Apple will let health researchers do things that were 'not possible in the previous 2000 years of medicine'

Corey bridges lifemap solutions researchkitLinkedInCorey Bridges, CEO of LifeMap Solutions

Of all the announcements Apple made on Monday, ResearchKit, which measures health data from iPhone users to be used in medical research, will probably have the most impact.

Health software company LifeMap Solutions partnered with Mount Sinai’s Icahn School of Medicine to build Asthma Health, one of the first five applications that will help patients manage their conditions and help researchers collect accurate data about their symptoms, conditions, and diseases.

Corey Bridges, the CEO of LifeMap Solutions, tells Business Insider he and his team started discussing and designing the Asthma Health application last June, and “got access to the technology some time after that.”

Bridges says the Asthma Health app was created with patients and researchers in mind: It wanted to give people tools to manage and track their symptoms, and alert them to possible environmental “triggers” so they can avoid them, but there was a particular emphasis on helping researchers better understand symptoms.

“The app includes a new e-consent feature that enables Mount Sinai to recruit, consent, and enroll research participants remotely via the app without the need for an in-person contact during any phase of the study,” Bridges tells us. “This is an enormous development as it will help medical researchers overcome one of the major barriers encountered in clinical research today.”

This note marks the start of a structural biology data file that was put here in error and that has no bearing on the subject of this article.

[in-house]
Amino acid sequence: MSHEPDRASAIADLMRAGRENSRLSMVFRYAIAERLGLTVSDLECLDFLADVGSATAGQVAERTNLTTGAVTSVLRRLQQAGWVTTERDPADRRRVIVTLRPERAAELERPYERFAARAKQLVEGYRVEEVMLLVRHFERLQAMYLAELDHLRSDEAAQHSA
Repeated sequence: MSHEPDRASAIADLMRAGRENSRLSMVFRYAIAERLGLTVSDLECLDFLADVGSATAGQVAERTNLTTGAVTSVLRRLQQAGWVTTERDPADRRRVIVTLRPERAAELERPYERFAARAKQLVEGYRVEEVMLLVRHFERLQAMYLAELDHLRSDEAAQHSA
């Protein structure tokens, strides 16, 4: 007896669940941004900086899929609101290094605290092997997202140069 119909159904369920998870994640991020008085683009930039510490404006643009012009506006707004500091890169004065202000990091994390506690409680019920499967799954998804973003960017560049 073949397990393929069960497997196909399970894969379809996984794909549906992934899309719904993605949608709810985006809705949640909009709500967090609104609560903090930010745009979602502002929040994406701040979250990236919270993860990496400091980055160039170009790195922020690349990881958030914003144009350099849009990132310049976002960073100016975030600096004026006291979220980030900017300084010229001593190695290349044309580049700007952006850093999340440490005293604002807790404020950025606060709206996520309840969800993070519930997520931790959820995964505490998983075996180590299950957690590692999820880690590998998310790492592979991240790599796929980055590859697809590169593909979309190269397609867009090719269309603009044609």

Bridges says e-consent will offer a huge boost in the number of volunteers, which will help with recruitment and research efforts, “at a fraction of the cost” of previous methods — and in a much shorter time frame, too.

The biggest factor, according to Bridges, is Apple’s iOS platform. He thinks Apple’s technology will improve and evolve communication between doctors and patients, and help people “own and manage their health in ways that were simply not possible in the previous two thousand years of medicine.”

Bridges says, “Up until now, doctors’ most widespread method of learning about patients is to ask, ‘So, how have you been?’ But in the very near future, you, as a patient, will be able to just beam your latest biometric data to your doctor when you’re in her office. And when you’re out in the world, you’ll have an app that can be set according to your own doctor’s guidelines, for when you should proactively contact that doctor.”

You can learn more about Apple’s ResearchKit platform here.

NOW WATCH: 5 amazing science facts that sound false but are actually true

NOW WATCH: Tech Insider videos

Business Insider Emails & Alerts

Site highlights each day to your inbox.

Follow Business Insider Australia on Facebook, Twitter, LinkedIn, and Instagram.